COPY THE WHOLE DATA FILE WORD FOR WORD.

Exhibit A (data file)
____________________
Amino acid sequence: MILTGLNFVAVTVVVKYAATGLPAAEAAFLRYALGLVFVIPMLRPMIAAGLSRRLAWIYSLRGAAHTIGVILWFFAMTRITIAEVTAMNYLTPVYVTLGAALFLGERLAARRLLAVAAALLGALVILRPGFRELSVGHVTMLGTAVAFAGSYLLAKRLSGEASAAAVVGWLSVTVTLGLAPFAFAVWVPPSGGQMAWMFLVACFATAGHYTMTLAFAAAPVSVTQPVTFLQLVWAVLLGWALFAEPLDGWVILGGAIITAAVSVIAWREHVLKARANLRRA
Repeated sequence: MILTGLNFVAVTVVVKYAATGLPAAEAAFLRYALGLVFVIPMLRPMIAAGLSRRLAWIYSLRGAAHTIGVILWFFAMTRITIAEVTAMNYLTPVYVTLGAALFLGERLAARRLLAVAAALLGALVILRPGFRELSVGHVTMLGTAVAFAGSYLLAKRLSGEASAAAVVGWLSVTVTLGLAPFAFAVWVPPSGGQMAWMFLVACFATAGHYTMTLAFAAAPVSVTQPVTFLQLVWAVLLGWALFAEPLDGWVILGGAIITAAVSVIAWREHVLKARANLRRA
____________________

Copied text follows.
Amino acid sequence: MILTGLNFVAVTVVVKYAATGLPAAEAAFLRYALGLVFVIPMLRPMIAAGLSRRLAWIYSLRGAAHTIGVILWFFAMTRITIAEVTAMNYLTPVYVTLGAALFLGERLAARRLLAVAAALLGALVILRPGFRELSVGHVTMLGTAVAFAGSYLLAKRLSGEASAAAVVGWLSVTVTLGLAPFAFAVWVPPSGGQMAWMFLVACFATAGHYTMTLAFAAAPVSVTQPVTFLQLVWAVLLGWALFAEPLDGWVILGGAIITAAVSVIAWREHVLKARANLRRA
Repeated sequence: MILTGLNFVAVTVVVKYAATGLPAAEAAFLRYALGLVFVIPMLRPMIAAGLSRRLAWIYSLRGAAHTIGVILWFFAMTRITIAEVTAMNYLTPVYVTLGAALFLGERLAARRLLAVAAALLGALVILRPGFRELSVGHVTMLGTAVAFAGSYLLAKRLSGEASAAAVVGWLSVTVTLGLAPFAFAVWVPPSGGQMAWMFLVACFATAGHYTMTLAFAAAPVSVTQPVTFLQLVWAVLLGWALFAEPLDGWVILGGAIITAAVSVIAWREHVLKARANLRRA